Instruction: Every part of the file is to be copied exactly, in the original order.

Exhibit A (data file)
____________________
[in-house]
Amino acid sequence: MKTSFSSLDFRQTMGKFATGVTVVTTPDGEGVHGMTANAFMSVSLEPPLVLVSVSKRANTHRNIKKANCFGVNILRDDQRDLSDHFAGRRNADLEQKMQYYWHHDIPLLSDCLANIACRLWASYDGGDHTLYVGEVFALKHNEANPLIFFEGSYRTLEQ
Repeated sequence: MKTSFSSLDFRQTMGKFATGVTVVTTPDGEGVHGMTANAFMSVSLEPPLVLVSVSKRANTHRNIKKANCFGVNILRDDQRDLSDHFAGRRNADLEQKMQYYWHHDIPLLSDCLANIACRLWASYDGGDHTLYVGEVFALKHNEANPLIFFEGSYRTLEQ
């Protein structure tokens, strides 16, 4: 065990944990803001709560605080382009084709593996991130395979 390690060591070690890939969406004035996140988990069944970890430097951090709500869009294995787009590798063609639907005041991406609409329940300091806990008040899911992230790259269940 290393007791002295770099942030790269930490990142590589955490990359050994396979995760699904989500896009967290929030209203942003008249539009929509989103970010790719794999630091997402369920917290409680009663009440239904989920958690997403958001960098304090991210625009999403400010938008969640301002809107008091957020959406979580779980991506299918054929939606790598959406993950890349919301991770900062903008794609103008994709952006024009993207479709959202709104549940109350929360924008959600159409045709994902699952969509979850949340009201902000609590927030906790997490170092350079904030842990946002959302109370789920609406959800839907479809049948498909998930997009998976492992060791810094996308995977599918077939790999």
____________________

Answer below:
[in-house]
Amino acid sequence: MKTSFSSLDFRQTMGKFATGVTVVTTPDGEGVHGMTANAFMSVSLEPPLVLVSVSKRANTHRNIKKANCFGVNILRDDQRDLSDHFAGRRNADLEQKMQYYWHHDIPLLSDCLANIACRLWASYDGGDHTLYVGEVFALKHNEANPLIFFEGSYRTLEQ
Repeated sequence: MKTSFSSLDFRQTMGKFATGVTVVTTPDGEGVHGMTANAFMSVSLEPPLVLVSVSKRANTHRNIKKANCFGVNILRDDQRDLSDHFAGRRNADLEQKMQYYWHHDIPLLSDCLANIACRLWASYDGGDHTLYVGEVFALKHNEANPLIFFEGSYRTLEQ
């Protein structure tokens, strides 16, 4: 065990944990803001709560605080382009084709593996991130395979 390690060591070690890939969406004035996140988990069944970890430097951090709500869009294995787009590798063609639907005041991406609409329940300091806990008040899911992230790259269940 290393007791002295770099942030790269930490990142590589955490990359050994396979995760699904989500896009967290929030209203942003008249539009929509989103970010790719794999630091997402369920917290409680009663009440239904989920958690997403958001960098304090991210625009999403400010938008969640301002809107008091957020959406979580779980991506299918054929939606790598959406993950890349919301991770900062903008794609103008994709952006024009993207479709959202709104549940109350929360924008959600159409045709994902699952969509979850949340009201902000609590927030906790997490170092350079904030842990946002959302109370789920609406959800839907479809049948498909998930997009998976492992060791810094996308995977599918077939790999």